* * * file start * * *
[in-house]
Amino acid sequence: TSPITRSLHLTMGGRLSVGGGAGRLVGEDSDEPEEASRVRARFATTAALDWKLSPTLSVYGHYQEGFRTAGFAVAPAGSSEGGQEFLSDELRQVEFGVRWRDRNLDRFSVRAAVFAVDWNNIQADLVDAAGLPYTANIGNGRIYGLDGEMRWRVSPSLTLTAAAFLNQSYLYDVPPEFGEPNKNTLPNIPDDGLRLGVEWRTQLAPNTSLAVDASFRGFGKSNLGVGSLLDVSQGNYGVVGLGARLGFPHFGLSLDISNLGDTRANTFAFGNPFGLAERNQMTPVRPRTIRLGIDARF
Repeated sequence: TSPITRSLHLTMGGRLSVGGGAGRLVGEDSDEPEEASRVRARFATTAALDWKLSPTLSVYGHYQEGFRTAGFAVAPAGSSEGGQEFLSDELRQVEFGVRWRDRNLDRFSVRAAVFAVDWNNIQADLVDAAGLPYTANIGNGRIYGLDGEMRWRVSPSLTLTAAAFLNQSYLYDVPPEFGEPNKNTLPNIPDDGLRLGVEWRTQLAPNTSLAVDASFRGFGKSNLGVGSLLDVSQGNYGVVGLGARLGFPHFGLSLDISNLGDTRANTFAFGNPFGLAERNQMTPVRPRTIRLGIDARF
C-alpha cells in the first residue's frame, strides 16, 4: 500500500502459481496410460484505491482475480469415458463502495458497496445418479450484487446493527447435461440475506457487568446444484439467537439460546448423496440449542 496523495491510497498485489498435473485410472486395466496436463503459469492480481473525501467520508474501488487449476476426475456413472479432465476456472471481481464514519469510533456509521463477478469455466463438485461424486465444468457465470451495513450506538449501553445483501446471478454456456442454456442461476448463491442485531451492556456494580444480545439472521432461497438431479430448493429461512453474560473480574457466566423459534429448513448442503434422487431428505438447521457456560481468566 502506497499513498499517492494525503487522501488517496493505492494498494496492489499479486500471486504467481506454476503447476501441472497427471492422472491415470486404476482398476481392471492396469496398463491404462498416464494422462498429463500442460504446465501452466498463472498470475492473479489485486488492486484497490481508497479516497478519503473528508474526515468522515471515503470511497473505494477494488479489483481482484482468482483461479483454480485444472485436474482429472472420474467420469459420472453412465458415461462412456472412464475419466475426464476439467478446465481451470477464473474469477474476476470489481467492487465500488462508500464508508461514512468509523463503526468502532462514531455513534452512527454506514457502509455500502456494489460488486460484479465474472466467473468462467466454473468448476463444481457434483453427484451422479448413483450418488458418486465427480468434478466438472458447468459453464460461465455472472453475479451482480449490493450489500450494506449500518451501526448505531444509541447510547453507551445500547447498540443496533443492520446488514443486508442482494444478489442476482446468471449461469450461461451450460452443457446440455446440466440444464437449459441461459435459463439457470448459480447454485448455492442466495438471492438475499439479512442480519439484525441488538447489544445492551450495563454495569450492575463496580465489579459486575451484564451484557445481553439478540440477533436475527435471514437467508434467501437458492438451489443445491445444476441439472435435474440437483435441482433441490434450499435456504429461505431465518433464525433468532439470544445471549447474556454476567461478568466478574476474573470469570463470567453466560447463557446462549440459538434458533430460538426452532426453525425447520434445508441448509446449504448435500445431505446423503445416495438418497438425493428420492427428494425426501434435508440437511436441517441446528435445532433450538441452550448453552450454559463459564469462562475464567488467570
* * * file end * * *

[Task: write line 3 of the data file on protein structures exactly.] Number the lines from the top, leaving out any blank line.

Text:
Repeated sequence: TSPITRSLHLTMGGRLSVGGGAGRLVGEDSDEPEEASRVRARFATTAALDWKLSPTLSVYGHYQEGFRTAGFAVAPAGSSEGGQEFLSDELRQVEFGVRWRDRNLDRFSVRAAVFAVDWNNIQADLVDAAGLPYTANIGNGRIYGLDGEMRWRVSPSLTLTAAAFLNQSYLYDVPPEFGEPNKNTLPNIPDDGLRLGVEWRTQLAPNTSLAVDASFRGFGKSNLGVGSLLDVSQGNYGVVGLGARLGFPHFGLSLDISNLGDTRANTFAFGNPFGLAERNQMTPVRPRTIRLGIDARF